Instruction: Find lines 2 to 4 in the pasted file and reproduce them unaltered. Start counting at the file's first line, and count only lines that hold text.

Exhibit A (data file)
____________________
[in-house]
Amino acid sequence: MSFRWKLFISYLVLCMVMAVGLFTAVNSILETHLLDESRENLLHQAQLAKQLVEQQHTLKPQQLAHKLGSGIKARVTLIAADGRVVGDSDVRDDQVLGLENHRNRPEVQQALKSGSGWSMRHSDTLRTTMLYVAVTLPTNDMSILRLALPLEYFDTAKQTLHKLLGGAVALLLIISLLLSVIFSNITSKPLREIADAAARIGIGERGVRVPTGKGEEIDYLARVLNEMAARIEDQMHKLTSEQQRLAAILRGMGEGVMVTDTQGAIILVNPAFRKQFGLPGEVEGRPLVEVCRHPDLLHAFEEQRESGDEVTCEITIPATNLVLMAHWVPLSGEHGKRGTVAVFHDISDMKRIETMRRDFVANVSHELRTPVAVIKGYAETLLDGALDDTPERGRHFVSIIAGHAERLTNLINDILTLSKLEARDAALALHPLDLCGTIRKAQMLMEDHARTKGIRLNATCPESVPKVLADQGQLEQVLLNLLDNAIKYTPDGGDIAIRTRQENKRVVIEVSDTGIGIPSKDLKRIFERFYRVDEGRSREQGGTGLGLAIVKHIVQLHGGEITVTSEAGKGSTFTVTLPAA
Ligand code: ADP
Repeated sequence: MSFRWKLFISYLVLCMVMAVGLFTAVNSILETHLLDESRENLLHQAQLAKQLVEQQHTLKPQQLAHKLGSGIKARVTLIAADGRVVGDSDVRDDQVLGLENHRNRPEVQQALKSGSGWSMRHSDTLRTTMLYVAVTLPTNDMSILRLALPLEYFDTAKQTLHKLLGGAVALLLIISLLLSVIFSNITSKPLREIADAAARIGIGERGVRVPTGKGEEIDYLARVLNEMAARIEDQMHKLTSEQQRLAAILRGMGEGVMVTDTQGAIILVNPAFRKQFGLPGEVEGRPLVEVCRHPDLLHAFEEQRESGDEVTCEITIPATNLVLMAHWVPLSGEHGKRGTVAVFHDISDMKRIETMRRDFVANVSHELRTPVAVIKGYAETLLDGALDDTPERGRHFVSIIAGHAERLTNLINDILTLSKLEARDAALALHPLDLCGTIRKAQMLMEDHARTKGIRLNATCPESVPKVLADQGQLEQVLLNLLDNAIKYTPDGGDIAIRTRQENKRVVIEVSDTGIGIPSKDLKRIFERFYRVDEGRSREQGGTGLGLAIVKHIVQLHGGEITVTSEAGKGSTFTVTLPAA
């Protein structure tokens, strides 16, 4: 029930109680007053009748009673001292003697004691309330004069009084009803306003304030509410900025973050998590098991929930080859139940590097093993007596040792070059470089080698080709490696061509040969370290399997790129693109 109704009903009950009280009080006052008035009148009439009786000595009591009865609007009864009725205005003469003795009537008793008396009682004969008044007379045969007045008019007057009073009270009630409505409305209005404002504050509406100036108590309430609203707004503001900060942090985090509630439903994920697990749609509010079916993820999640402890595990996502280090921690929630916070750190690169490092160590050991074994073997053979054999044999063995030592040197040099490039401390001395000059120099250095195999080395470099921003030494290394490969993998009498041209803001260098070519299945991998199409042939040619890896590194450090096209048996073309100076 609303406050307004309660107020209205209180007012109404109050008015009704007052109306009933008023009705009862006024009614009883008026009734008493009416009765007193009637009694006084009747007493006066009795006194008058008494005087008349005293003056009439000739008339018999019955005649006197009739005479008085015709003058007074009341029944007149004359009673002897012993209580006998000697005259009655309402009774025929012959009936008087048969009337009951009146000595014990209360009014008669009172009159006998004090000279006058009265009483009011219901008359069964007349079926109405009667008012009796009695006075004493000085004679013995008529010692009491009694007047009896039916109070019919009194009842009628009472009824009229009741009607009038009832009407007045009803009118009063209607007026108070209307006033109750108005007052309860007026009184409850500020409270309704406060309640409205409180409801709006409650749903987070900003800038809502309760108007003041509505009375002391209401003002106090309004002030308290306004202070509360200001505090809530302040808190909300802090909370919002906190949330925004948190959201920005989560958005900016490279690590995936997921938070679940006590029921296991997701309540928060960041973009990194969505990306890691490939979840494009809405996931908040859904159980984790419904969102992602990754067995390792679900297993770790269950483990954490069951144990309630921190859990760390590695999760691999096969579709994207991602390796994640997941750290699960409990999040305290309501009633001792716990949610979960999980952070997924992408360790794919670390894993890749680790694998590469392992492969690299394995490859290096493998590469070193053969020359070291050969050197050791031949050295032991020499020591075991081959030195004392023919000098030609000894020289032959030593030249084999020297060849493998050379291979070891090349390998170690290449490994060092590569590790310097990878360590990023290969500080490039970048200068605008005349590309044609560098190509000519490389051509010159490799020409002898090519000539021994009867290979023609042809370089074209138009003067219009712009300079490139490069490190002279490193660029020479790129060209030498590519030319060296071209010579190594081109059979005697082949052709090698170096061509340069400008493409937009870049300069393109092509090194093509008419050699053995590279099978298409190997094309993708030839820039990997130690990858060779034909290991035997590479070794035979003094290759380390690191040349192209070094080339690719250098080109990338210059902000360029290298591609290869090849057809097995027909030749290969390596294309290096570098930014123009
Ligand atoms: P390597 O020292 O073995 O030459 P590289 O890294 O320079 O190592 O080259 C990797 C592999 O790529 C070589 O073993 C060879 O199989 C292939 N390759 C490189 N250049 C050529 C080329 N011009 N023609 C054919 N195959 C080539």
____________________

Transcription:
Amino acid sequence: MSFRWKLFISYLVLCMVMAVGLFTAVNSILETHLLDESRENLLHQAQLAKQLVEQQHTLKPQQLAHKLGSGIKARVTLIAADGRVVGDSDVRDDQVLGLENHRNRPEVQQALKSGSGWSMRHSDTLRTTMLYVAVTLPTNDMSILRLALPLEYFDTAKQTLHKLLGGAVALLLIISLLLSVIFSNITSKPLREIADAAARIGIGERGVRVPTGKGEEIDYLARVLNEMAARIEDQMHKLTSEQQRLAAILRGMGEGVMVTDTQGAIILVNPAFRKQFGLPGEVEGRPLVEVCRHPDLLHAFEEQRESGDEVTCEITIPATNLVLMAHWVPLSGEHGKRGTVAVFHDISDMKRIETMRRDFVANVSHELRTPVAVIKGYAETLLDGALDDTPERGRHFVSIIAGHAERLTNLINDILTLSKLEARDAALALHPLDLCGTIRKAQMLMEDHARTKGIRLNATCPESVPKVLADQGQLEQVLLNLLDNAIKYTPDGGDIAIRTRQENKRVVIEVSDTGIGIPSKDLKRIFERFYRVDEGRSREQGGTGLGLAIVKHIVQLHGGEITVTSEAGKGSTFTVTLPAA
Ligand code: ADP
Repeated sequence: MSFRWKLFISYLVLCMVMAVGLFTAVNSILETHLLDESRENLLHQAQLAKQLVEQQHTLKPQQLAHKLGSGIKARVTLIAADGRVVGDSDVRDDQVLGLENHRNRPEVQQALKSGSGWSMRHSDTLRTTMLYVAVTLPTNDMSILRLALPLEYFDTAKQTLHKLLGGAVALLLIISLLLSVIFSNITSKPLREIADAAARIGIGERGVRVPTGKGEEIDYLARVLNEMAARIEDQMHKLTSEQQRLAAILRGMGEGVMVTDTQGAIILVNPAFRKQFGLPGEVEGRPLVEVCRHPDLLHAFEEQRESGDEVTCEITIPATNLVLMAHWVPLSGEHGKRGTVAVFHDISDMKRIETMRRDFVANVSHELRTPVAVIKGYAETLLDGALDDTPERGRHFVSIIAGHAERLTNLINDILTLSKLEARDAALALHPLDLCGTIRKAQMLMEDHARTKGIRLNATCPESVPKVLADQGQLEQVLLNLLDNAIKYTPDGGDIAIRTRQENKRVVIEVSDTGIGIPSKDLKRIFERFYRVDEGRSREQGGTGLGLAIVKHIVQLHGGEITVTSEAGKGSTFTVTLPAA